SC Lawyer, January 2006, #3. Red Flags for Non-Employment Lawyers.

Author:By J. Hagood Tighe
 
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South Carolina Lawyer

2006.

SC Lawyer, January 2006, #3.

Red Flags for Non-Employment Lawyers

South Carolina LawyerJanuary 2006Red Flags for Non-Employment LawyersBy J. Hagood TigheIf an attorney has clients with employees, he will be asked for opinions about how to handle employment issues. Like all areas of the law, the cases and statutes governing the employment relationship continue to develop and change.

Employment lawyers receive regular calls from clients (and sometimes non-employment lawyer friends) seeking to confirm that the law is as they believe it to be. Often, these theories are based on common employment-related misconceptions. Outlined below are some common misconceptions of employment law, along with some basic red flags. Under each is a summary of legal issues that impact these incorrect statements.

"I can fire that employee for any reason because he is at-will!"

While South Carolina is an at-will state, this does not mean that an employee can be fired for "any reason." The doctrine in its pure form allows an employer to discharge an employee for good reason, no reason or bad reason without incurring liability. Ludwick v. This Minute of Carolina, Inc., 287 S.C. 219, 220, 337 S.E.2d 213, 214 (1985) (citing H.G. Wood, Master and Servant (1877)). "Within the past 25 years there has been a significant turning away from strict allegiance to the doctrine in courts throughout the United States." Id. at 222, 337 S.E.2d @ 214 (citations omitted). The courts and legislature have created many exceptions to the at-will doctrine. South Carolina has embraced this trend.

Statutory Exceptions: Termination on the basis of race, sex, national origin and many other now-protected categories was permissible under the at-will doctrine until Congress enacted Title VII of the Civil Rights Act of 1964, 42 U.S.C. § 2000e. Congress has sought to limit other "bad reasons" for termination by enacting laws such as the Americans With Disabilities Act, § 42 U.S.C. 12101 (1990), The Equal Pay Act, 29 U.S.C. § 206(d), the Family and Medical Leave Act, 29 U.S.C. § 2601, the Pregnancy Discrimination Act, 42 U.S.C. § 2000e(K), the Labor Management Relations Action, 29 U.S.C. § 141, and many others.

The South Carolina legislature has implemented its own modifications to the at-will doctrine. For example, it has passed laws prohibiting discrimination against those who object to working on Sunday. S.C. Code Ann. § 53-1-5 (Law. Co-op. Supp. 2004). Other limitations of the at-will doctrine include the prohibitions against firing employees who comply with a subpoena or serve on a jury, S.C. Code Ann. § 41-1-70 (Law. Co-op. Supp. 2004), firing or retaliating against those who file workers' compensation claims, S.C. Code Ann. § 41-1-80 (Law. Co-op. Supp. 2004), terminating employees based on the use of tobacco outside the workplace, S.C. Code Ann. § 41-1-85 (Law. Co-op. Supp. 2004), making it unlawful to require union membership as a condition of employment, S.C. Code Ann. § 41-7-30 (Law. Co-op. Supp. 2004), and many others.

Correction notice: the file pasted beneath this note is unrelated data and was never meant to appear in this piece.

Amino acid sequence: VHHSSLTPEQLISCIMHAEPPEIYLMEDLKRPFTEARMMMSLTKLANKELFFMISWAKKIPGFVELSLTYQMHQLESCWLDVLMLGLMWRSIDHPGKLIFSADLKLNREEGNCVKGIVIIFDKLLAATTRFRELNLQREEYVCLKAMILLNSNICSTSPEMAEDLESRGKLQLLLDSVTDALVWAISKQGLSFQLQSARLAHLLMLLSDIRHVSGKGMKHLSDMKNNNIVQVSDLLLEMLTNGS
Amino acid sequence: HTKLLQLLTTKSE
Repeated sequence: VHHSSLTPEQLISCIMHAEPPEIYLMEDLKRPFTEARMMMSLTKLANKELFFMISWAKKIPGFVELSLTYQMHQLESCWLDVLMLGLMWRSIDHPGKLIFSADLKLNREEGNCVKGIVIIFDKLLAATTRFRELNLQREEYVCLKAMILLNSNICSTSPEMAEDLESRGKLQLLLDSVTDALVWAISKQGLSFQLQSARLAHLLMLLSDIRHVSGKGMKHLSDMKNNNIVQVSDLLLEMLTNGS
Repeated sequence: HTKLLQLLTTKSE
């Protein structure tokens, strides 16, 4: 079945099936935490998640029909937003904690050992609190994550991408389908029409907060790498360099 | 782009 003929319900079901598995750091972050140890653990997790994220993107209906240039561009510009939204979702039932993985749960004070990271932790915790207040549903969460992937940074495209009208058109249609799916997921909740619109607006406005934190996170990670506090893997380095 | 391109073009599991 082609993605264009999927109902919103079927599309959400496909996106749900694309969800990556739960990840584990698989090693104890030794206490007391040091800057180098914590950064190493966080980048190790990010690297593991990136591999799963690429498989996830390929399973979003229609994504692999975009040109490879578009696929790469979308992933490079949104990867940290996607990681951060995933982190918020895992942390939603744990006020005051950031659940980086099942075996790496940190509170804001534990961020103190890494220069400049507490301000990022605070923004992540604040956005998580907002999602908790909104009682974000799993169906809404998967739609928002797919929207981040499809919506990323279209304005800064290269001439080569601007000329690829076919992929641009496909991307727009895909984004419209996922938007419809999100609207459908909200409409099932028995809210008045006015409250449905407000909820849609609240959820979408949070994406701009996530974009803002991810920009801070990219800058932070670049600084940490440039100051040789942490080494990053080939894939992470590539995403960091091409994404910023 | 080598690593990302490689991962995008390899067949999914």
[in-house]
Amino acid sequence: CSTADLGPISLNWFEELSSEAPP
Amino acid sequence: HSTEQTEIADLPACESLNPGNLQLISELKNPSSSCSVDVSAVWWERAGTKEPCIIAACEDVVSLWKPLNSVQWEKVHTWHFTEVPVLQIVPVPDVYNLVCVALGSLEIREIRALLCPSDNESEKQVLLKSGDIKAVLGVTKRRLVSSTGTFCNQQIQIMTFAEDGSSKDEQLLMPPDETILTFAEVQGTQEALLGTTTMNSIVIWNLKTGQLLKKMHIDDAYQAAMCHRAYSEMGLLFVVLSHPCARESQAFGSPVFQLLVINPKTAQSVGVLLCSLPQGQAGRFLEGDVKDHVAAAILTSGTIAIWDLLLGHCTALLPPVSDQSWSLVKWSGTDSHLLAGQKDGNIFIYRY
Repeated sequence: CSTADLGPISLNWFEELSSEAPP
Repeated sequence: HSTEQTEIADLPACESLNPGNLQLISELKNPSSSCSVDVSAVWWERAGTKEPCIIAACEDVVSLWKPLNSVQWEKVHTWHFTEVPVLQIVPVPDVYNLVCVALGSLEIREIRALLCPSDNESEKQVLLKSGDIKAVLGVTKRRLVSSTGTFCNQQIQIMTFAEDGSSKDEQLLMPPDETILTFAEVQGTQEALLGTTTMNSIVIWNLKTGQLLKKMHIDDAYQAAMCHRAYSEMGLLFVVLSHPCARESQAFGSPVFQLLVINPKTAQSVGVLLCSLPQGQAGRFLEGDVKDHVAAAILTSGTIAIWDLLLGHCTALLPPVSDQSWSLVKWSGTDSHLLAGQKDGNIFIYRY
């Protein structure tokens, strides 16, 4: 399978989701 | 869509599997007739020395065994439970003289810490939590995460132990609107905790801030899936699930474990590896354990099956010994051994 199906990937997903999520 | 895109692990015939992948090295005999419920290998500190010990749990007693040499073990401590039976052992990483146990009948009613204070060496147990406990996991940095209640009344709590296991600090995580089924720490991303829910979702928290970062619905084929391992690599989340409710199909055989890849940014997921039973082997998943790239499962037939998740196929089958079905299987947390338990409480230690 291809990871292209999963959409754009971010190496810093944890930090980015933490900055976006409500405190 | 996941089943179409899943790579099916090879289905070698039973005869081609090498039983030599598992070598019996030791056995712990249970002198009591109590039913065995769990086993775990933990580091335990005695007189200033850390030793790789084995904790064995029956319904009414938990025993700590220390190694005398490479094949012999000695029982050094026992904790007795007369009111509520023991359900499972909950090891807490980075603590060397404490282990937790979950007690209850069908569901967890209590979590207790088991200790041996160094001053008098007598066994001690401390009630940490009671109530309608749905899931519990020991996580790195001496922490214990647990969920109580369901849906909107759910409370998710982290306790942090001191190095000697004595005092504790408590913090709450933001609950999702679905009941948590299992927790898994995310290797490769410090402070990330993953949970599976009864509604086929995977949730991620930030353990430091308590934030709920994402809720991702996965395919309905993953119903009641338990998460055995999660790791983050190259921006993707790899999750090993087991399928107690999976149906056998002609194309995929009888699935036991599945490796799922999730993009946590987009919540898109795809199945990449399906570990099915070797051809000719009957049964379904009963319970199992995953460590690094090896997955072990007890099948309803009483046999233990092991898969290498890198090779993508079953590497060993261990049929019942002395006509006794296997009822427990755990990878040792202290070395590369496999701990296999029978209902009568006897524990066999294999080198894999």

Common Law Exceptions: Court decisions have also impacted the at-will doctrine. South Carolina, like most states, has a "public policy" exception to the at-will doctrine. The "public policy" exception typically holds that, while an employer may generally fire an employee for any reason, it may not fire an employee in a manner that violates the public policy exception to the doctrine of employment at-will. Ludwick v. This Minute of Carolina Inc., 287 S.C. 219, 337 S.E.2d 213 (1985). The courts have also held that an at-will employee may not be terminated for exercising constitutional rights. Moshtaghi v. The Citadel, 443 S.E.2d 915 (S.C. Ct. App. 1994). Finally, as discussed in more detail below, South Carolina courts have also determined that employers can create implied contracts with employees based on handbooks, manuals and oral statements.

"I do not have to worry about discrimination because I have fewer than 15 employees."

Typically, employees sue for discrimination under Title VII of the Civil Rights Act, 42 U.S.C. § 2000e. Title VII only applies to employers with at least 15 employees and there are limits on the potential damages. However, there is at least one way that employers with fewer than 15 employees can be sued for discrimination. Under the Civil Rights Act of 1866, 42 U.S.C. § 1981, an employee can sue for certain types of discrimination, regardless of the employer's size. There are advantages to an employee bringing a discrimination claim under § 1981, rather than suing under Title VII of the Civil Rights Act. These include more liberal statutes of limitations and the absence of caps on damages.

"Disclaimers prevent handbooks from becoming implied contracts."

In South Carolina, it is very easy for handbooks, policies and even statements by supervisors to become implied contracts. While many believe that a disclaimer stating that the handbook is "not a contract" will prevent it from becoming an implied contract, this is no longer the case in South Carolina. In several recent decisions, South Carolina's courts have affirmed that handbooks can serve as the basis for an implied contract. See Horton v. Darby Elec. Co., 360 S.C. 58, 68, 599 S.E.2d 456, 461 (2004); Burns v. Universal Health Servs., Inc., 361 S.C. 221, 603 S.E.2d 605 (Ct...

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